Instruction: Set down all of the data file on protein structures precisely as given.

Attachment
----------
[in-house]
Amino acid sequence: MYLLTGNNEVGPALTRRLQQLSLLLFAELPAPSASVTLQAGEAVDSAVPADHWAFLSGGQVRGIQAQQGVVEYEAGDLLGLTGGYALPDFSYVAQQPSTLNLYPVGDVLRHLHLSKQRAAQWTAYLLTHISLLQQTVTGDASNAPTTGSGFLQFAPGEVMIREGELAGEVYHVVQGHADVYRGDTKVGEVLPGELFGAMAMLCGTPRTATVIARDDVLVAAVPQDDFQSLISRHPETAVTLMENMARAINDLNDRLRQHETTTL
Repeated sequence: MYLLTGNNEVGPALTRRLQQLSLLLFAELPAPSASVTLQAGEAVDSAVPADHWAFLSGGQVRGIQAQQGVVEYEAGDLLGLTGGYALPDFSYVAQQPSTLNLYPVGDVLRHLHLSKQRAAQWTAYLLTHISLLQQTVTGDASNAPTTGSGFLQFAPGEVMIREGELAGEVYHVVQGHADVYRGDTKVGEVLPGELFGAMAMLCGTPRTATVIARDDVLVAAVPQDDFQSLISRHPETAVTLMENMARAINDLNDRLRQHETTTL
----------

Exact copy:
[in-house]
Amino acid sequence: MYLLTGNNEVGPALTRRLQQLSLLLFAELPAPSASVTLQAGEAVDSAVPADHWAFLSGGQVRGIQAQQGVVEYEAGDLLGLTGGYALPDFSYVAQQPSTLNLYPVGDVLRHLHLSKQRAAQWTAYLLTHISLLQQTVTGDASNAPTTGSGFLQFAPGEVMIREGELAGEVYHVVQGHADVYRGDTKVGEVLPGELFGAMAMLCGTPRTATVIARDDVLVAAVPQDDFQSLISRHPETAVTLMENMARAINDLNDRLRQHETTTL
Repeated sequence: MYLLTGNNEVGPALTRRLQQLSLLLFAELPAPSASVTLQAGEAVDSAVPADHWAFLSGGQVRGIQAQQGVVEYEAGDLLGLTGGYALPDFSYVAQQPSTLNLYPVGDVLRHLHLSKQRAAQWTAYLLTHISLLQQTVTGDASNAPTTGSGFLQFAPGEVMIREGELAGEVYHVVQGHADVYRGDTKVGEVLPGELFGAMAMLCGTPRTATVIARDDVLVAAVPQDDFQSLISRHPETAVTLMENMARAINDLNDRLRQHETTTL